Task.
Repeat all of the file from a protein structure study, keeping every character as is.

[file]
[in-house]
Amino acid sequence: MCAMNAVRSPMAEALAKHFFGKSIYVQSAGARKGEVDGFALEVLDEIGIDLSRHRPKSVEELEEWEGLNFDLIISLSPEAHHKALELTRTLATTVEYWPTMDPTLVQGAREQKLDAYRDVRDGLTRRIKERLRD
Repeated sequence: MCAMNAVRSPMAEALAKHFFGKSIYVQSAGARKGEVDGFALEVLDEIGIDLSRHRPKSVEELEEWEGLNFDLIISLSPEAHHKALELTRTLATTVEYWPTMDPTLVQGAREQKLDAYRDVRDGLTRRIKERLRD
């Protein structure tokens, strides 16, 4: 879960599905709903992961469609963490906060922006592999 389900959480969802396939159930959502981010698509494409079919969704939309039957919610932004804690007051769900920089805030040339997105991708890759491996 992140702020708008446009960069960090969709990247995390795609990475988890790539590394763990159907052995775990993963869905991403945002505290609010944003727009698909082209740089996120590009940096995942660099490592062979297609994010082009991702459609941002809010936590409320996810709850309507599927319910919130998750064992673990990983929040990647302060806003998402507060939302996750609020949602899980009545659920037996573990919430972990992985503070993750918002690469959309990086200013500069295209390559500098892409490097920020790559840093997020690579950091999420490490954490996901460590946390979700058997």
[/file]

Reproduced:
[in-house]
Amino acid sequence: MCAMNAVRSPMAEALAKHFFGKSIYVQSAGARKGEVDGFALEVLDEIGIDLSRHRPKSVEELEEWEGLNFDLIISLSPEAHHKALELTRTLATTVEYWPTMDPTLVQGAREQKLDAYRDVRDGLTRRIKERLRD
Repeated sequence: MCAMNAVRSPMAEALAKHFFGKSIYVQSAGARKGEVDGFALEVLDEIGIDLSRHRPKSVEELEEWEGLNFDLIISLSPEAHHKALELTRTLATTVEYWPTMDPTLVQGAREQKLDAYRDVRDGLTRRIKERLRD
């Protein structure tokens, strides 16, 4: 879960599905709903992961469609963490906060922006592999 389900959480969802396939159930959502981010698509494409079919969704939309039957919610932004804690007051769900920089805030040339997105991708890759491996 992140702020708008446009960069960090969709990247995390795609990475988890790539590394763990159907052995775990993963869905991403945002505290609010944003727009698909082209740089996120590009940096995942660099490592062979297609994010082009991702459609941002809010936590409320996810709850309507599927319910919130998750064992673990990983929040990647302060806003998402507060939302996750609020949602899980009545659920037996573990919430972990992985503070993750918002690469959309990086200013500069295209390559500098892409490097920020790559840093997020690579950091999420490490954490996901460590946390979700058997």